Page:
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Re: [PATCH] AmigaOS 4 port contribution
Marcus Comstedt <email@example.com> writes:
> "Zack Weinberg" <firstname.lastname@example.org> writes:
>> These changes are problematic on several grounds.
>> 1) Most critically important, you may not use popen. You must use
>> lower-level APIs that take argument *vectors* and do not invoke
>> an intermediary shell. If AmigaOS provides no way to do this,
>> then AmigaOS's kernel API is *broken* and must be fixed.
> Well, you can try sending a kernel patch to Hyperion, but I don't
> think it will get in 4.0... AmigaOS commandlines are strings, not
> vectors. It has always been that way, and it will probably stay that
> way from some time yet.
I was afraid of that. In that case we're going to need you to write
code which accepts an argument vector and carefully translates it to
a string, quoting each entry as necessary so that arbitrary characters
(other than NUL) are correctly preserved all the way to the second
argument to main() in the child process. See pex-win32.c in the patch
I referred you to, for an example.
> And I assume you also know that there is a pexecute implementation for
> MSDOS which does the same thing? If all systems are required to
> function like UNIX, then what's the point of pexecute?
I didn't say that all systems had to have exactly the same process
creation API. I said that a process creation API that takes a single
string is a catastrophic design flaw. I'm aware that this is a very
common design flaw; that doesn't make it not a flaw.
The reason it's a catastrophic design flaw is, any such API will need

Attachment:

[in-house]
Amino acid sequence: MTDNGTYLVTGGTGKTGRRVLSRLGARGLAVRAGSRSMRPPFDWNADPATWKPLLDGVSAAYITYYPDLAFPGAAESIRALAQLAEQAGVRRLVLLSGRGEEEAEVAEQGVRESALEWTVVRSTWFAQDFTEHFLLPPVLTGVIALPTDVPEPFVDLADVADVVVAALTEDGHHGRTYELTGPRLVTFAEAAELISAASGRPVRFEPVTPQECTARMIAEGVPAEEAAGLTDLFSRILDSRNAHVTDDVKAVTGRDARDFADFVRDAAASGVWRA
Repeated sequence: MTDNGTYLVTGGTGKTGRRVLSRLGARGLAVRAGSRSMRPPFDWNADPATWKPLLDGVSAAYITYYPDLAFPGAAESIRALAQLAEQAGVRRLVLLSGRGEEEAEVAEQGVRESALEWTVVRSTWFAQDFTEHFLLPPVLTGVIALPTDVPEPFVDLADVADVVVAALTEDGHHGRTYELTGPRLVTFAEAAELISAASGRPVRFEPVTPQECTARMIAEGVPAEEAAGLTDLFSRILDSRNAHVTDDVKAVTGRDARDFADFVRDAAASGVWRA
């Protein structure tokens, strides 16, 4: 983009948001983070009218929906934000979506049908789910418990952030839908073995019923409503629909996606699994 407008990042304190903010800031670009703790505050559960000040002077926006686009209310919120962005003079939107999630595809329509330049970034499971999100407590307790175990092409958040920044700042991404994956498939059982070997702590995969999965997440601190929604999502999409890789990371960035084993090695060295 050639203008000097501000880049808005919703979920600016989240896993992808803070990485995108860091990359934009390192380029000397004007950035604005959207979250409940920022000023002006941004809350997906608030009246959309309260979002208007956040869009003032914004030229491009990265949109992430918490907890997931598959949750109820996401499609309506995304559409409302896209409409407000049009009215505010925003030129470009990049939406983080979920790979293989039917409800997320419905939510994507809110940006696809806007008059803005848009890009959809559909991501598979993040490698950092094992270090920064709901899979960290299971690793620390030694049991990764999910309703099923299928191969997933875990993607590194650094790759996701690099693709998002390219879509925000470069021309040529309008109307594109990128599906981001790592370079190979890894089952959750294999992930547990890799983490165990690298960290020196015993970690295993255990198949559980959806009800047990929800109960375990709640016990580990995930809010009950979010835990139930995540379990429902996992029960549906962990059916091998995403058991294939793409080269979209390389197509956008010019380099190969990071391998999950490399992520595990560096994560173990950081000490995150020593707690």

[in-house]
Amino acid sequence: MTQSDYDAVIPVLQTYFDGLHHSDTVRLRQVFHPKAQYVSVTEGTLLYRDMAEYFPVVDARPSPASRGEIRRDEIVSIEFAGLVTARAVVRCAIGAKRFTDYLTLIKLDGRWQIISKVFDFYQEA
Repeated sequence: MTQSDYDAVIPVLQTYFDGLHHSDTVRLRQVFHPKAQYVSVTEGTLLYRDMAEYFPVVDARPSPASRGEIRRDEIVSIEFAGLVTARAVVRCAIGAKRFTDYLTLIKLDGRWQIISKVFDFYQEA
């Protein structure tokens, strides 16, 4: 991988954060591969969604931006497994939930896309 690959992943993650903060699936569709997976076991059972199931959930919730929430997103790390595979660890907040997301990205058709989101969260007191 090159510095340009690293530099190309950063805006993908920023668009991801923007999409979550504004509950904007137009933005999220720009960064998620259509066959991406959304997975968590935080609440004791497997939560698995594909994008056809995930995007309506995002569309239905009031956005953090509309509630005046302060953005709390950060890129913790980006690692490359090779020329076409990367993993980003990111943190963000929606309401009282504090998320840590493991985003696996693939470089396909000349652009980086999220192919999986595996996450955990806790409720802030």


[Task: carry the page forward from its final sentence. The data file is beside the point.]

to have a mechanism that translates from the single string to the
argument vector that's passed to main() in the child process. (This
generally happens in the C runtime's startup logic.) If this
mechanism is not clever enough, it will be impossible to pass
arbitrary strings - in particular, arbitrary file names - down. If
it's too clever, it is liable to be poorly documented and buggy. The
bugs often constitute security holes, ranging all the way from "you
can get the child process to access the wrong file" to "you can trick
the parent process into executing a program of your choice instead of
the one it wanted."
Don't take my word for it; write the quoting logic and see.
>> 2) You should not need to disable -pipe just because the OS doesn't
>> have pipes. Look at the way this is handled under DJGPP.
> The OS does have pipes. So it possible to have -pipe, once support
> for it is added to pexecute. But that can come later. No need to
> make the patch even bigger than it already is.
We would rather not have transitional states like that. Besides, if
you do a full pexecute implementation now, the changes required in the
gcc directory will be smaller.
>> For collect2, see the API revision I tried to institute way back in
>> January and the commentary it drew. I do not have time to make this
>> patch acceptable myself, but I would be happy to work with you to
>> get it there.
> Hah, some of that commentary suggests that popen() should be used. :)
> Well, with your patch my job would certainly be a bit easier. Was
> there any consensus on exactly why it was bad?
It was felt that the API promised what it could not necessarily
deliver (namely pipes). I think this is mistaken, but I'd be fine
with changing it to make the situation clearer.